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Costa Rica’s Legacy of Caring for its Forests

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Costa Rica hasn’t always been the poster child for protecting its forests.  But all of this changed in 1996, when the Costa Rican government created the Payment for Environmental Services (PSA) Program, which distributes financial rewards to farmers who work to preserve and restore forests on their land.  The government realized that it would have to partner with civilians in order to restore the environment after a post-WWII economic boom that resulted in massive deforestation and degradation of Costa Rica’s land.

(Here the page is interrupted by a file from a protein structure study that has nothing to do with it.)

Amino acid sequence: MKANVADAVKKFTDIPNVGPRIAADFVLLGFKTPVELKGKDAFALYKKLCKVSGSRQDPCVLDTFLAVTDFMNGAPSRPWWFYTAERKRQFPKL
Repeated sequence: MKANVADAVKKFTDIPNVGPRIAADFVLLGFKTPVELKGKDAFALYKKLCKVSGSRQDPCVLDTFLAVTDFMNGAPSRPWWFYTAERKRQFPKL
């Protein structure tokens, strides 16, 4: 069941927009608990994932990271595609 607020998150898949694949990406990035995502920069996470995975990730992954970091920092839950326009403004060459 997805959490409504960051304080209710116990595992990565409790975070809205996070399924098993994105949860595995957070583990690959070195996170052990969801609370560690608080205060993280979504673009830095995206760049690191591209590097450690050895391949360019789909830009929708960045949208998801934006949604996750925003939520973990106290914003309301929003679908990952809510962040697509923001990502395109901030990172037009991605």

Thanks to this government initiative developed nearly three decades ago, private landowners of large terrains are incentivized to restore heavily degraded and eroded soil.  By joining the National Forest Finance Fund (FONAFIFO), farmers in the mid-1990s began to restore land by replanting in areas that had been cleared for the 30 years prior.  Still today, this fund is in charge of rewarding landowners for their efforts in protecting Costa Rica’s forests. Costa Rica’s reforestation efforts are seen as a global success story, moving Costa Rica from 26 percent forest cover in the 1980s to more than 50 percent today.

A much different past

Costa Rica used to lead this region of the world in deforestation.  The PSA program “derived from the ecological catastrophe the country lived in the 60s and 80s, when forests were cut to open space for cattle ranching and monoculture,” said Jorge Mario Rodriguez, who has been the general director of the FONAFIFO since 1993.